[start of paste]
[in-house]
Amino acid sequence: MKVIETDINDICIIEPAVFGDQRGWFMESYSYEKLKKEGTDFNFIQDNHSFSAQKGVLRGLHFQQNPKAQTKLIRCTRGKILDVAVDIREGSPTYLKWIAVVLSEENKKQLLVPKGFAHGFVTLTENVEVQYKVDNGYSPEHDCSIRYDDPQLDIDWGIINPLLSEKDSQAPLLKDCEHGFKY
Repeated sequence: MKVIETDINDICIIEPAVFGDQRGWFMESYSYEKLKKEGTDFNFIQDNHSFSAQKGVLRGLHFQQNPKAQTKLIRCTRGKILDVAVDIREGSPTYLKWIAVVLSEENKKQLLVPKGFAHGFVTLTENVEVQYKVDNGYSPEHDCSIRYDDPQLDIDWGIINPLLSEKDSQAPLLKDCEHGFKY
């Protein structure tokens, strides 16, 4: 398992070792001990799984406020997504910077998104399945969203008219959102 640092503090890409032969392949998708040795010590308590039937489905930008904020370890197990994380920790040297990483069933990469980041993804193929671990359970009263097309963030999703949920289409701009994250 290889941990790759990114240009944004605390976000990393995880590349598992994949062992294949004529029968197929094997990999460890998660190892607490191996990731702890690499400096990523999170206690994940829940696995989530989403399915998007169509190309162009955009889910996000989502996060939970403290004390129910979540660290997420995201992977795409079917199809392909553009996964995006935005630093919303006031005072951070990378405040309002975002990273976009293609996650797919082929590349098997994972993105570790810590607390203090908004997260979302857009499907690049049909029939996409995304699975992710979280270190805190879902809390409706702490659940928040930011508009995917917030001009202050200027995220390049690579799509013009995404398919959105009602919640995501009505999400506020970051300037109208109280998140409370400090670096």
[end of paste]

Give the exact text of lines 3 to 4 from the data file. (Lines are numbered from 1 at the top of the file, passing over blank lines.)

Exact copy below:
Repeated sequence: MKVIETDINDICIIEPAVFGDQRGWFMESYSYEKLKKEGTDFNFIQDNHSFSAQKGVLRGLHFQQNPKAQTKLIRCTRGKILDVAVDIREGSPTYLKWIAVVLSEENKKQLLVPKGFAHGFVTLTENVEVQYKVDNGYSPEHDCSIRYDDPQLDIDWGIINPLLSEKDSQAPLLKDCEHGFKY
């Protein structure tokens, strides 16, 4: 398992070792001990799984406020997504910077998104399945969203008219959102 640092503090890409032969392949998708040795010590308590039937489905930008904020370890197990994380920790040297990483069933990469980041993804193929671990359970009263097309963030999703949920289409701009994250 290889941990790759990114240009944004605390976000990393995880590349598992994949062992294949004529029968197929094997990999460890998660190892607490191996990731702890690499400096990523999170206690994940829940696995989530989403399915998007169509190309162009955009889910996000989502996060939970403290004390129910979540660290997420995201992977795409079917199809392909553009996964995006935005630093919303006031005072951070990378405040309002975002990273976009293609996650797919082929590349098997994972993105570790810590607390203090908004997260979302857009499907690049049909029939996409995304699975992710979280270190805190879902809390409706702490659940928040930011508009995917917030001009202050200027995220390049690579799509013009995404398919959105009602919640995501009505999400506020970051300037109208109280998140409370400090670096």